Should I Replace My Silver Fillings?

A common question that I get asked by patients everyday is whether or not their silver filling(s) should be removed.

My response is most often, “Why do you want to do that?”

The “silver filling”, better known to us dentists, as the amalgam restoration. The restoration is a mixture of many metals (alloy) and held together by mercury. Actually, when packed correctly by the dentist, the filling should consist of 50% mercury by weight.

Prior to being packed into your prepared tooth by the dentist, the prepackaged capsule is activated in an amalgamator machine. Instantly upon activation, by this countertop positioned machine which is in close proximity of the dental assistant , the mercury component begins to chemically bind to the other various loose metals. The dentist must work quickly with his/her assistant to transfer this alloy into the prepared caries-free tooth box.   This alloy then begins to harden over a period of 3-5 minutes. In the process of “setting”, the amalgam filling is being packed  into  the prepared “trapezoidal box “. This prepared box must have an undercut shape. It is this wide base shape that keeps the filling mechanically locked into place for the duration. IMPORTANT POINT HEREUntil the “Free Mercury” sets into it’s stable form via a chemical-molecular bind to the other metals in the mix, it is reactive and toxic. After a filling sets, the mercury is no longer reactive and deemed inert; non toxic. 

I haven’t placed an amalgam since 1995. I do not like the thought of mercury in my mouth.  A personal choice.

Quick Story: I have a friend who is a medical doctor. A nurse accidentally knocked over, shattering one of those free standing blood pressure things (sphygmometer) in a patient  examining room. That device contains a tall glass filled column of mercury in it. The consequence of the broken device which released free mercury was Epic. The fire department arrived, H.A.S.M.A.T. and the E.P.A. were soon on site. The area was isolated, debrided, disinfected, decontaminated. All carpets were removed and the office was closed for Five days.

In my office, I  have  installed a very special dedicated amalgam debris capturing system. Essentially a mercury trap in my water waste  line. This capturing system binds  particulate excavated amalgam preventing it from being released and deposited into Long Island Sound. The E.P.A. would  fine me tens of thousands of dollars if I did not have it.

It doesn’t make sense why dentists are allowed to place amalgam in the mouths of any living creature. I am not member of the ADA for this reason. I don’t believe in the organization’s stance regarding amalgams.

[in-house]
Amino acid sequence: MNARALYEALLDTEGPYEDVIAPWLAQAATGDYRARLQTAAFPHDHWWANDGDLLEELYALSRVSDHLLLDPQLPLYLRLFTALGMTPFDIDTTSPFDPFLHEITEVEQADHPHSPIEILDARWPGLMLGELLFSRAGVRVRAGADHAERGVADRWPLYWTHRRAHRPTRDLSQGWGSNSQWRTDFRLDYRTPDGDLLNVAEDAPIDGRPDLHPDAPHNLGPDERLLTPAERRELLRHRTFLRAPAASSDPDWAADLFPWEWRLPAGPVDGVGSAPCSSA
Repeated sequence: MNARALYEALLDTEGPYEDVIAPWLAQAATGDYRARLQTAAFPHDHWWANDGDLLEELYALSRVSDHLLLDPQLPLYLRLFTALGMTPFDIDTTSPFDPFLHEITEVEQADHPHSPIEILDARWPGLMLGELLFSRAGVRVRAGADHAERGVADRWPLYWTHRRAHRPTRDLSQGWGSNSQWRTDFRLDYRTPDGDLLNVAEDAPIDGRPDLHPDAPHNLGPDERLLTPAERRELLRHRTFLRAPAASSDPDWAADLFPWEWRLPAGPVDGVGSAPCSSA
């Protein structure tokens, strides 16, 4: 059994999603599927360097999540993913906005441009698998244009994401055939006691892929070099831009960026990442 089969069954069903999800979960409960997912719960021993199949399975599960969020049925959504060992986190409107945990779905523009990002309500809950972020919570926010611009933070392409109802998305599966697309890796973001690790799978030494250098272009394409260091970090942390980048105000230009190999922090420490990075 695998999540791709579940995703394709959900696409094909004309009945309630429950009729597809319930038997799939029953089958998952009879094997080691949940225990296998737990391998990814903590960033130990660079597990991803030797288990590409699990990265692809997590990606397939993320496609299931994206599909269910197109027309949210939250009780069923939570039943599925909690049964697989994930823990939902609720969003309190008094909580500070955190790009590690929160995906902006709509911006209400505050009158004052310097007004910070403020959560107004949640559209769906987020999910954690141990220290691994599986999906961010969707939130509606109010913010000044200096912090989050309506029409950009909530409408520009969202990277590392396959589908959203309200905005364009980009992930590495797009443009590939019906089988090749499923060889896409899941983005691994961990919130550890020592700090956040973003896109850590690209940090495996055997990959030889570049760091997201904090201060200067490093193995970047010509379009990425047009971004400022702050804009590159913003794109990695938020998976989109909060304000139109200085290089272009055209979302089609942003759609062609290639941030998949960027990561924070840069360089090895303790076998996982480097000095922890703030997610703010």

Amalgams weaken teeth and make teeth more susceptible to future fracturing due to the nature of the inverted preparation of the box.

Amalgams are ugly.

I generally Do Not want to remove amalgams. The mercury in a fully cured set filling is stable and not reactive. The toxicity concerns are not valid AFTER the setting of the materials.

Esthetic concerns?  I’ll replace the restoration if you are aware of the potential consequences. I use a  rubber dam to aid in the isolation during the removal of larger amalgams to minimize patients’ ingestion of the product.

Every time I pick up a dental drill and lay it into a tooth, there is a chance that I may disturb the nerve of the tooth and unwittingly subject the patient to a “recreational root canal treatment”. Many amalgams are deep, initially placed  close to the nerve.   I will begrudging remove them should you desire that of me.

Instead,,,,,, Let sleeping dogs lie. I will be the first one to suggest taking, “that large silver out” soon as you have the slightest concerns of cold sensitivity (flexing of the undermined tooth), biting pain ( cracked tooth syndrome -see previous blogs) or the fracturing of a cusp. Silver Fillings have a long track record.

Today,  we have more durable, esthetic, non health controversial materials that will provide a beautiful esthetic result.

“If it ain’t broke, don’t touch” is generally the  safe approach for assessing silver fillings.

Robert Emilio,  with over his 24 years of experience continues to enjoy practicing on his friends and family Five days week ( and sometimes six days ). He boasts a practice of over 9000 active patients.  He enthusiastically seeks  additional training to advance his craft. He currently holds a Master in Implantology with the I.C.O.I.( an internationally recognized professional establishment in Implant dentistry) and emphasizes Digital Dentistry. Services include pediatric dentistry, teeth whitening, dentures, porcelain veneers, tooth extractions, treating bruxism, and advanced full mouth dental implant reconstruction. He has on site state-of-art capabilities for same day crown delivery; prosthetic fabrication via CEREC. He also provides gentle care via routine general dentistry  including root canal therapy, and always in a cosmetic artistic approach. He employs both Guided and Non-Guided Implant  surgery techniques. In addition on site, he utilizes a CBCT to aid in diagnostic radiography.

Dr. Emilio Always Accepts  New Patients. He especially exceeds at treating same day emergencies patients suffering from tooth ache pains.

His goal is to keep his patients’,  “Teeth and Gums Healthy For Life”.

Feel Free to appoint a Consultation with the Doctor. Open Six Days A Week

OPEN on Weekdays.  7:30am -8:00pm  (M<T<W<T)

Fridays.  7:30am-2:00pm

Weekends (Saturday only).  8:00am-2:00pm

111 East Avenue, Norwalk, Connecticut 06851.

You can always contact me directly via email

Office (203)8 66-7164

Instagram  dentist_in_connecticut

Author: robertemiliodds

My Passion is People and the Teeth Connected To Them! General dentist

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